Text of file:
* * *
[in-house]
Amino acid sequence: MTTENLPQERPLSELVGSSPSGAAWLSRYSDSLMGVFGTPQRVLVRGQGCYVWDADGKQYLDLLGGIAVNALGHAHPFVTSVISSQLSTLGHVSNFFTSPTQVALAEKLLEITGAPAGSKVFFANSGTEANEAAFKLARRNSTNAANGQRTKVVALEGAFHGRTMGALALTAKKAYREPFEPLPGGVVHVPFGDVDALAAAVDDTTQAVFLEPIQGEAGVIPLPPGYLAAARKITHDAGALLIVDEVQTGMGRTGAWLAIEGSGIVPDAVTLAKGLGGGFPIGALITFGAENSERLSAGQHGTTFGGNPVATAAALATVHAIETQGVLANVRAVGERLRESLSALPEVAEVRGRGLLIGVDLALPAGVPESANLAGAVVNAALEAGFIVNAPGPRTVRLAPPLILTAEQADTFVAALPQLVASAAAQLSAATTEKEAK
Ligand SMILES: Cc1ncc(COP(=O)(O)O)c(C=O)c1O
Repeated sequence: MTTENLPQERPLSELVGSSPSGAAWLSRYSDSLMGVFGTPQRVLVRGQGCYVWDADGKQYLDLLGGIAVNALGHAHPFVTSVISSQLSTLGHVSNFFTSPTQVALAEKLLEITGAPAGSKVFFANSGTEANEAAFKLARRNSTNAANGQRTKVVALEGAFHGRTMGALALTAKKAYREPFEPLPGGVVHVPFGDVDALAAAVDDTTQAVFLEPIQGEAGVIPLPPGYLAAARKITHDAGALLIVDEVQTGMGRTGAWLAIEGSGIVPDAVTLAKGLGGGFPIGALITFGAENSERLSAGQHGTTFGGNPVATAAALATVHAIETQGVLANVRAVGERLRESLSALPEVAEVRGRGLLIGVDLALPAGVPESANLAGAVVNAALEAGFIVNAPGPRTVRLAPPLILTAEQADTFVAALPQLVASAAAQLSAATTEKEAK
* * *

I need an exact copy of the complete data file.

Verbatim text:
[in-house]
Amino acid sequence: MTTENLPQERPLSELVGSSPSGAAWLSRYSDSLMGVFGTPQRVLVRGQGCYVWDADGKQYLDLLGGIAVNALGHAHPFVTSVISSQLSTLGHVSNFFTSPTQVALAEKLLEITGAPAGSKVFFANSGTEANEAAFKLARRNSTNAANGQRTKVVALEGAFHGRTMGALALTAKKAYREPFEPLPGGVVHVPFGDVDALAAAVDDTTQAVFLEPIQGEAGVIPLPPGYLAAARKITHDAGALLIVDEVQTGMGRTGAWLAIEGSGIVPDAVTLAKGLGGGFPIGALITFGAENSERLSAGQHGTTFGGNPVATAAALATVHAIETQGVLANVRAVGERLRESLSALPEVAEVRGRGLLIGVDLALPAGVPESANLAGAVVNAALEAGFIVNAPGPRTVRLAPPLILTAEQADTFVAALPQLVASAAAQLSAATTEKEAK
Ligand SMILES: Cc1ncc(COP(=O)(O)O)c(C=O)c1O
Repeated sequence: MTTENLPQERPLSELVGSSPSGAAWLSRYSDSLMGVFGTPQRVLVRGQGCYVWDADGKQYLDLLGGIAVNALGHAHPFVTSVISSQLSTLGHVSNFFTSPTQVALAEKLLEITGAPAGSKVFFANSGTEANEAAFKLARRNSTNAANGQRTKVVALEGAFHGRTMGALALTAKKAYREPFEPLPGGVVHVPFGDVDALAAAVDDTTQAVFLEPIQGEAGVIPLPPGYLAAARKITHDAGALLIVDEVQTGMGRTGAWLAIEGSGIVPDAVTLAKGLGGGFPIGALITFGAENSERLSAGQHGTTFGGNPVATAAALATVHAIETQGVLANVRAVGERLRESLSALPEVAEVRGRGLLIGVDLALPAGVPESANLAGAVVNAALEAGFIVNAPGPRTVRLAPPLILTAEQADTFVAALPQLVASAAAQLSAATTEKEAK